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 If I ever write my autobiography (God Forbid, cry a lot of people) these notes will form the basis of it. More realistically. They may give a flavour of who I am and who I once was. Total honesty is not becoming to one who is not only hoping to keep his marriage together and his children happy but also is unfair on others of his generation. I have therefore excluded certain things but I have endeavoured to tell the truth as I see it.  As Carole King sang so beautifully –

 My life has been a tapestry of rich and royal hue,
An everlasting vision of the everchanging view,
A wondrous woven magic in bits of blue and gold,
A tapestry to feel and see, impossible to hold.

My life has been a tapestry of rich and royal hues.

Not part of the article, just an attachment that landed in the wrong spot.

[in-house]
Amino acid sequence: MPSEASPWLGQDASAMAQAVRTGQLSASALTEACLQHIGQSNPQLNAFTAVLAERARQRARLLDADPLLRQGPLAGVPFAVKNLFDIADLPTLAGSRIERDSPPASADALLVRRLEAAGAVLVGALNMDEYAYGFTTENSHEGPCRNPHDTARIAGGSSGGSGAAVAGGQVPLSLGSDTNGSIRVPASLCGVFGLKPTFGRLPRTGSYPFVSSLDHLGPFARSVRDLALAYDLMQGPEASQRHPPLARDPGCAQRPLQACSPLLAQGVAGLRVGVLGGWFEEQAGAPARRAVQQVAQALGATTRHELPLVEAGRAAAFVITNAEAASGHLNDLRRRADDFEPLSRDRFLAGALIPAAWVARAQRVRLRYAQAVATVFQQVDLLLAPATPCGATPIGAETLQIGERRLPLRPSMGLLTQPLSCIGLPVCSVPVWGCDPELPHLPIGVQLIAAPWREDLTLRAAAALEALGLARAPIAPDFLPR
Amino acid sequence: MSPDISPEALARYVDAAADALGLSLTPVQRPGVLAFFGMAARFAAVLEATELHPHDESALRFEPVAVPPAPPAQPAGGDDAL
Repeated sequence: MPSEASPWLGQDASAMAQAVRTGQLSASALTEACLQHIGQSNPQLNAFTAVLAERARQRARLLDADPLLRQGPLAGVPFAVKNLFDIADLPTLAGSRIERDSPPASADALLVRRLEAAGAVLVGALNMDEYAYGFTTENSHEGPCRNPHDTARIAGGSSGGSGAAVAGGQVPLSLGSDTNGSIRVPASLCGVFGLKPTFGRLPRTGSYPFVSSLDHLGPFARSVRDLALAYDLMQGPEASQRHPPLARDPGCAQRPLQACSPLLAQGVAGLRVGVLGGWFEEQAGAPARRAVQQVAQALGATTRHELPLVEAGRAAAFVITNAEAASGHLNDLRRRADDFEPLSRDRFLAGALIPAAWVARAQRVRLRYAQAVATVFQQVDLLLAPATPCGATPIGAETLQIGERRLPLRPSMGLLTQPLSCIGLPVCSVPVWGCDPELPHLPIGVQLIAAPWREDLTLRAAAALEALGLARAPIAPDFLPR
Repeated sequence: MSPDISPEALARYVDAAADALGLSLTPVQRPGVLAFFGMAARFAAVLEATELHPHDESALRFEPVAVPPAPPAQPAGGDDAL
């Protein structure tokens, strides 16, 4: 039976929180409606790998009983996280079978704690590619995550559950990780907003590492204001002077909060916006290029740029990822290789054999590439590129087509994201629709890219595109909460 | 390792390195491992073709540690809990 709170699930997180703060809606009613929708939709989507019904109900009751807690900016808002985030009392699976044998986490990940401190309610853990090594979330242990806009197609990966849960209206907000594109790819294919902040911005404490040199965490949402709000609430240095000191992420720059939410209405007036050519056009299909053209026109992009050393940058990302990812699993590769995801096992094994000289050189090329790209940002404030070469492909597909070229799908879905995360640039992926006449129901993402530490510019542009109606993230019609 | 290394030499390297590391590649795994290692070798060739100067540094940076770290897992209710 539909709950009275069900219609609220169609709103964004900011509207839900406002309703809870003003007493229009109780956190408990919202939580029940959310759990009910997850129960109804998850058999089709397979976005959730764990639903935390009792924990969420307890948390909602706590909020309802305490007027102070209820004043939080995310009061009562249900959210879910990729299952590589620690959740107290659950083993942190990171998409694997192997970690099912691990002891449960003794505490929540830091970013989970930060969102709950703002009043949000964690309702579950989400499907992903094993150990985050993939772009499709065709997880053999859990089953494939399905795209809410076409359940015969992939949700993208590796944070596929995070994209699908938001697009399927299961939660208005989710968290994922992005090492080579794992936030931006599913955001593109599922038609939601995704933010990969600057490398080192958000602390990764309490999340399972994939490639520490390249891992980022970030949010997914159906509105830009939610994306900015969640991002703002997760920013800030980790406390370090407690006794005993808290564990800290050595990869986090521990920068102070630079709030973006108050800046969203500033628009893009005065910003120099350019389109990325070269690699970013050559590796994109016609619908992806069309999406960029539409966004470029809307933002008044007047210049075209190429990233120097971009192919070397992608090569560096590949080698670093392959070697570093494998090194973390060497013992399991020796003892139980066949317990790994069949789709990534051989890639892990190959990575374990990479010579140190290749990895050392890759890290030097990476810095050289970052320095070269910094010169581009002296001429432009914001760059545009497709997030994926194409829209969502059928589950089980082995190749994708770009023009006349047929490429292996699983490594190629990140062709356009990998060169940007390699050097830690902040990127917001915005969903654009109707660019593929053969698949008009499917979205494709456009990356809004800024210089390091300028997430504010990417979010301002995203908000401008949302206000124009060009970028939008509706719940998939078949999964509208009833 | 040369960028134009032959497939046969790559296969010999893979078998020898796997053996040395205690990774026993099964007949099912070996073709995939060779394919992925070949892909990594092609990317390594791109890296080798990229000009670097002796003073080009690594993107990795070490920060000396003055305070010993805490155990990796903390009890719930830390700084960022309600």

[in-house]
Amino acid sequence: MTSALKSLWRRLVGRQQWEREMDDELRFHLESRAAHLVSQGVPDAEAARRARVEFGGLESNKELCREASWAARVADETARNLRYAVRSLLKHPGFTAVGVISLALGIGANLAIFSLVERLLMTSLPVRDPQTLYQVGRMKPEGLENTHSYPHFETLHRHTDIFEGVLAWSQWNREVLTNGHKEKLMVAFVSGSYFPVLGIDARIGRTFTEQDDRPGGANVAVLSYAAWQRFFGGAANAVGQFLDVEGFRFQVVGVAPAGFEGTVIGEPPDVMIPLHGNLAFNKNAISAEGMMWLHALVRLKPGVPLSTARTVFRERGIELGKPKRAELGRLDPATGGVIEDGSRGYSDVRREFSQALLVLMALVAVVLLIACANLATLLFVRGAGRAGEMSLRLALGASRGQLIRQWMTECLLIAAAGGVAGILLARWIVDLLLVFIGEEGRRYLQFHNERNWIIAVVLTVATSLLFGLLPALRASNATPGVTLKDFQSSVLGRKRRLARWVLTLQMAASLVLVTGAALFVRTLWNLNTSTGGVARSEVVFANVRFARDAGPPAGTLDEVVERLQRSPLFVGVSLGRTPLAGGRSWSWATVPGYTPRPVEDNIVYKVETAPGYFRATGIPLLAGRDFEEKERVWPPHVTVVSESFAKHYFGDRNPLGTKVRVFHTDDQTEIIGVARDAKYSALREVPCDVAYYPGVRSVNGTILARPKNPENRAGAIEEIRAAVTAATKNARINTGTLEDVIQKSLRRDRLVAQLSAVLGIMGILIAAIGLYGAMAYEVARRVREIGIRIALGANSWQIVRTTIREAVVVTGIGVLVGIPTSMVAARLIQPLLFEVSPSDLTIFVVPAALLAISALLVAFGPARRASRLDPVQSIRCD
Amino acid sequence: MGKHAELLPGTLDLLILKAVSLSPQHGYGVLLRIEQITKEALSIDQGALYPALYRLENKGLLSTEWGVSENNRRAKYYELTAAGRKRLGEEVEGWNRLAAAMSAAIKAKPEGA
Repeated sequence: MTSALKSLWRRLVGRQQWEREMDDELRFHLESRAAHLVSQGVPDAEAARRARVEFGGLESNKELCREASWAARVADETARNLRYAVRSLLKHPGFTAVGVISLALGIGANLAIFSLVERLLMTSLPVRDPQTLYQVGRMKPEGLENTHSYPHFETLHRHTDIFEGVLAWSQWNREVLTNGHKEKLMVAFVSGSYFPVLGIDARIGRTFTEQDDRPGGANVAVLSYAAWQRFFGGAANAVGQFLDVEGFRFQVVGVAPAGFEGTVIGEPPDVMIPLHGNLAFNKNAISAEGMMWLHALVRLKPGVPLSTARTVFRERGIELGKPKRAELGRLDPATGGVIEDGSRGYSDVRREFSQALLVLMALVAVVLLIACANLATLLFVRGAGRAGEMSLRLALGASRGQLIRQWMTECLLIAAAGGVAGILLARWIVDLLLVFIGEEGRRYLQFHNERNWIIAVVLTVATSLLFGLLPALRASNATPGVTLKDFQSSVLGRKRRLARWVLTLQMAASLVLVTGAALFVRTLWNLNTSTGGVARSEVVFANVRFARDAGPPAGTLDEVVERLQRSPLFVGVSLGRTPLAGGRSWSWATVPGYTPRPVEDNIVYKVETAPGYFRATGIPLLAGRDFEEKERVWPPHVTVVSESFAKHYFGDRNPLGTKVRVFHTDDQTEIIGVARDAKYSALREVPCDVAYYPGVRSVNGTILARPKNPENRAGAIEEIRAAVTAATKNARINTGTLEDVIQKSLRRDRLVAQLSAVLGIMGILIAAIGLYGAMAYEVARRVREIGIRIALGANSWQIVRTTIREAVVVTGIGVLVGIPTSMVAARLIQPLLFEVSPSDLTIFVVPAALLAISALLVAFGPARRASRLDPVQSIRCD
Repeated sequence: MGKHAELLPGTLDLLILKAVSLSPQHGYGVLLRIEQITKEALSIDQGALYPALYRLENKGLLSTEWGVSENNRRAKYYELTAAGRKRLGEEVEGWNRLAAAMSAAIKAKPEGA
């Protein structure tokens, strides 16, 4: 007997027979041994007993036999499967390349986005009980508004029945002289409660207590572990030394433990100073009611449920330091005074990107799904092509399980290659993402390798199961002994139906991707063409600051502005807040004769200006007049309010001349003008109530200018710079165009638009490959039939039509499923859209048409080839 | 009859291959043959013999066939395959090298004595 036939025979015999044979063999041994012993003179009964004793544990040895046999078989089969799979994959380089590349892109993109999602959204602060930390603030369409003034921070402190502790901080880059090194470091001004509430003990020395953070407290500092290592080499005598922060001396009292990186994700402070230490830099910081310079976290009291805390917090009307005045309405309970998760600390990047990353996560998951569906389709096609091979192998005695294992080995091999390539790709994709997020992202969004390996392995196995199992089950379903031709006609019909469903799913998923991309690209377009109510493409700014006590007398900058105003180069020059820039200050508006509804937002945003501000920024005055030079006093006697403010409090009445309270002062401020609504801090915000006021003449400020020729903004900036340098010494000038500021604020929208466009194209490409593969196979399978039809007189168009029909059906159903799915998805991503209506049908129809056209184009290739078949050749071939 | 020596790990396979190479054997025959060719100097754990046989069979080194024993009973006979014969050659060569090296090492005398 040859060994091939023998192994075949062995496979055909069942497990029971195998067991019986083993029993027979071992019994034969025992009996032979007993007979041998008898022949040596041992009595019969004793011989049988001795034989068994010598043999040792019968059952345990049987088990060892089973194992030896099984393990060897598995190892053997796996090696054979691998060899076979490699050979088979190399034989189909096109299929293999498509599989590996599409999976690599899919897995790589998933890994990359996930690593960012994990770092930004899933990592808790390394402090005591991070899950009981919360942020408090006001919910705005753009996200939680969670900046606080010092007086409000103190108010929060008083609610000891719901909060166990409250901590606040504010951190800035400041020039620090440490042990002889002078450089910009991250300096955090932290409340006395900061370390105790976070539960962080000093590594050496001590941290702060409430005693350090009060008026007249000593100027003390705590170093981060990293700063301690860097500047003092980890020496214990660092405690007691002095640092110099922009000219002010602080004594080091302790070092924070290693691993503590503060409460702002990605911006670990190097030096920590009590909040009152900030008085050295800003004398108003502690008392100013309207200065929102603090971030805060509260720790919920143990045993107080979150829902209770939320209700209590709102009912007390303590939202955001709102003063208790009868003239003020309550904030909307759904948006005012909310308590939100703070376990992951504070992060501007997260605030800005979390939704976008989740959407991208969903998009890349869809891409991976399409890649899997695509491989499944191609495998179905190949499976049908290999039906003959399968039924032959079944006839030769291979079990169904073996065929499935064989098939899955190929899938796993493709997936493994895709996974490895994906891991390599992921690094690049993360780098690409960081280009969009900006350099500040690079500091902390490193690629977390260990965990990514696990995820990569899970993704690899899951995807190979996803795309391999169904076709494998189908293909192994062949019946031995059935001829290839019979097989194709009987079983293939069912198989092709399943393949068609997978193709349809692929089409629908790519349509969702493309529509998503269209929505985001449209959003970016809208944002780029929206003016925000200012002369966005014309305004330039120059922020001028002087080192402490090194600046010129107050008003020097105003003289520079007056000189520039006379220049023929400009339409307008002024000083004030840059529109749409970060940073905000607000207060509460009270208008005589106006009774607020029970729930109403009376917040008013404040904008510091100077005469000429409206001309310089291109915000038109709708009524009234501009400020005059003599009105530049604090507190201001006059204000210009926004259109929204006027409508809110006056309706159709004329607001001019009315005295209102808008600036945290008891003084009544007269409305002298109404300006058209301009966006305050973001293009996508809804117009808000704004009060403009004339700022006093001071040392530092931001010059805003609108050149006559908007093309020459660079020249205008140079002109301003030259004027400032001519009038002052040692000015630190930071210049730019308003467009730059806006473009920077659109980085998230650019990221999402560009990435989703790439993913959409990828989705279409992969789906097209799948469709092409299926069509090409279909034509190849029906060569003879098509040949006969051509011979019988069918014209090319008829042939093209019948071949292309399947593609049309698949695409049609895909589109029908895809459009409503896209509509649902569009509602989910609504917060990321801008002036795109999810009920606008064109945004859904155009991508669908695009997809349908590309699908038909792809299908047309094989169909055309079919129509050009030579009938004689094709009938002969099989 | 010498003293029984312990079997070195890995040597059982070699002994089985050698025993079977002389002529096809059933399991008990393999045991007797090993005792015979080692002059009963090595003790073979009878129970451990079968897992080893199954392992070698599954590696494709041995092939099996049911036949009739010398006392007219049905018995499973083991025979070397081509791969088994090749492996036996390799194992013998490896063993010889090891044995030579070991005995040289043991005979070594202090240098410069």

An ever lasting vision of the ever changing views.
A wondrous world of magic in bits of blue and gold
A tapestry to feel and see impossible to hold.

Once amid the soft silver sadness in the sky
There came a man of fortune, a drifter passing by.
He wore a torn and tattered cloth around his leathered hide
And a coat of many colors, yellow green on either side.

He moved with some uncertainty as if he didn’t know
Just what he was there for or where he ought to go.
Once he reached for something golden hanging from a tree
And his hand came down empty.

Soon within my tapestry, along the rutted road,
He sat down on a river rock and turned into a toad.
It seems as if he’d fallen into someone’s wicked spell
And I wept to see him suffer though I did not know him well.

As I watched in sorrow there suddenly appeared
A figure grey and ghostly beneath a flowing beard.
In times of deepest darkness I’ve seen him dressed in black;
Now my tapestry’s unraveling he’s come to take me back,
He’s come to take me back